Child Abuse and Neglect

Topics: Child abuse, Abuse, Domestic violence Pages: 11 (2637 words) Published: November 8, 2005
Table of Contents


I. Abuse and Neglect at Home

A. Single Parent Home

B. Step Parents Homes

C. Nuclear Homes

II. Forms of Abuse

A. Physical Abuse

B. Physical Neglect

C. Emotional Abuse

D. Sexual Abuse

III. Forms of Punishment

A. Physical Punishment

B. Verbal Punishment

IV. Abuse and Neglect in School

V. Emotional Problems

A. Suicide

B. Crime

C. Syndromes

1. Munchausen's Syndrome

2. Stockholm's Syndrome

3. Dissociative Identity Disorder (DID)

VI. Prevention Programs

A. National Clearinghouse on Child Abuse and Neglect (NCCAN)

B. Family Resource Coalition (FRC)

C. Child Abuse Prevention Foundation/ Polinsky Children's Center


VII. Conclusion

VIII. Survey Questions

Survey Results
VIII. Reference Page

Child Victimization

(Child Abuse And Neglect)


Of all the problems facing today's modern society, none are more critical than that of child abuse. With today's knowledge and new methods of stopping and preventing child abuse, the problem would seemingly be on the verge of non-existence. Ironically, the problem continues to evolve with the times, and becomes more and more complex. When considering the many facets of the complicated problem of child abuse—the different types of abuse, justifying what is and is not abuse, appropriating punishment for abuse, etc.—its no wonder the problem seems to never go away. When analyzing the matter critically, the problem with child abuse becomes even more complicated.

I. Abuse and Neglect at Home

Marital status and family structure have been frequently investigated as factors that may have a strong effect on child abuse and neglect. Most people believe that most child abuse and neglect cases come from the child's home. That means children are usually abused or neglected by someone in their immediate family circle. This can include parents, brothers or sisters, babysitters or other familiar adults. Children undergo many different levels of abuse in the home due to different family arrangements. They may live in single parent, nuclear, or an extended family.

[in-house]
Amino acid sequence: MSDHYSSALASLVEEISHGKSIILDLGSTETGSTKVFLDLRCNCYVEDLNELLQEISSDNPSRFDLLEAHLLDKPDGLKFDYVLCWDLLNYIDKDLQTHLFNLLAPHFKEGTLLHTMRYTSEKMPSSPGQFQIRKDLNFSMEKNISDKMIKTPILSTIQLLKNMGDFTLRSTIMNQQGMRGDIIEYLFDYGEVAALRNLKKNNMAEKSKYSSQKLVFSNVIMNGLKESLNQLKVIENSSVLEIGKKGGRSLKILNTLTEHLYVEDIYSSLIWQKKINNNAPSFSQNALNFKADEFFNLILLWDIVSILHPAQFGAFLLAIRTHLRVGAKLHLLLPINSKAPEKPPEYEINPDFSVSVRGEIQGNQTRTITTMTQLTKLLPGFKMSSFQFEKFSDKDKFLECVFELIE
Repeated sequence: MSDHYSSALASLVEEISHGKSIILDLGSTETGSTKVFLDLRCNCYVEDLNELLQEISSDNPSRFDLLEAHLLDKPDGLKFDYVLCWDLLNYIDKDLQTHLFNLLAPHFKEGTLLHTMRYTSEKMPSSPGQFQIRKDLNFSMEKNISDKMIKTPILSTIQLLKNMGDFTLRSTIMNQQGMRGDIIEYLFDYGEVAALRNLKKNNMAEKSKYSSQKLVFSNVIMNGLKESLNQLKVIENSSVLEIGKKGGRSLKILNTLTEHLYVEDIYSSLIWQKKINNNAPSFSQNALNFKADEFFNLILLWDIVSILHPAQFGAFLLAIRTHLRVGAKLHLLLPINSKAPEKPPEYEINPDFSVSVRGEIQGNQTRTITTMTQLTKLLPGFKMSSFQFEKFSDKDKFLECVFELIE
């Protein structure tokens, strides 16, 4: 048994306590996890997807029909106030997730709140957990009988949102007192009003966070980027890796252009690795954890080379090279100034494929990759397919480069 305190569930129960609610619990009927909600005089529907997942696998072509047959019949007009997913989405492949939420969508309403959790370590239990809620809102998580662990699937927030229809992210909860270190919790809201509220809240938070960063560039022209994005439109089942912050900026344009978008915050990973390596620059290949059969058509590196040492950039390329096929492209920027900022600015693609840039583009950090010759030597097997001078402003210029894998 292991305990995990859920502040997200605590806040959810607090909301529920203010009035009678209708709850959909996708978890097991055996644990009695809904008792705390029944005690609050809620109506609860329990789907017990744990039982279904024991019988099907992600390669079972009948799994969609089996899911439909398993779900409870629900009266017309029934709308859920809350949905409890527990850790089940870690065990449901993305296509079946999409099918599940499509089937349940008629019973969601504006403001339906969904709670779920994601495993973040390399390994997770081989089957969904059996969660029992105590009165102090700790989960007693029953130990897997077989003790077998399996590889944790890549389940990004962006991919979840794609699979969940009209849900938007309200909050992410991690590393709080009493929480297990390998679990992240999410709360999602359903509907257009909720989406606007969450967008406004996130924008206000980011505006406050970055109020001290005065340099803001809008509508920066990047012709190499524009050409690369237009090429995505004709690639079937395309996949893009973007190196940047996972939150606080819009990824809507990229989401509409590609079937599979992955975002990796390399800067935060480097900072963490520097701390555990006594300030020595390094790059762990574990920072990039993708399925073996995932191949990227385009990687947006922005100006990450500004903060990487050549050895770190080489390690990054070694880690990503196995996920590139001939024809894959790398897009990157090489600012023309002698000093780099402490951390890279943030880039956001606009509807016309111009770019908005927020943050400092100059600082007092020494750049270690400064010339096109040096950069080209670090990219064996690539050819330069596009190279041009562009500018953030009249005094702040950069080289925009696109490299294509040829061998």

A. Single Parent Homes

Children are now significantly more likely to be raised by single parent families. The increasing number of single parent families is constantly adding unnecessary pressures on children and the parent in those families. All of these combine to make adequate family functioning even more difficult to achieve. These pressures that the parent often endures cause stress that is mistakenly taken out on the child. "Using the data from two U.S. national incidence studies of family violence, it was found that single parent families were not more likely to use physical violence overall, but that single parent households were more likely than two-parent households to use severe violence (high probability of injury); this was particularly the case in single father households" (Gelles 1989).

Overall however, poor, young, single mothers with young children were most likely to report that they physically abuse their children (Gelles 1992). But there is many cases when the single parent is not the child abuser. In some cases, friends of the single mother have sexually abused children. Children living with single mothers may be exposed to greater numbers of adult males than those in two-parent households, which in turn may place a greater risk of being sexually abused. Children in single-parent families are at greater risk of neglect. Child neglect is commonly associated with low income, poor housing and living conditions, low educational and employment levels, and larger, multi-problem families who are in receipt of government benefits (Daro 1988). Children may suffer from lack of cognitive stimulation or nurture. Children...

References: Gelles, R.J. (1989), 'Child abuse and violence in single-parent families: parent absence and
economic deprivation ', American Journal of Orthopsychiatry, vol.59, no.4, pp.492-501.
Gelles, R.J. (1992), 'Poverty and violence towards children ', American Behavioral Scientist,
vol.35, no.3, pp258-274.
Daro, D. (1988), Confronting Child Abuse: Research for Effective Program Design, Free Press,
New York.
2002 Child Abuse Incidents by Types of Abuse Pie Chart. of Contents
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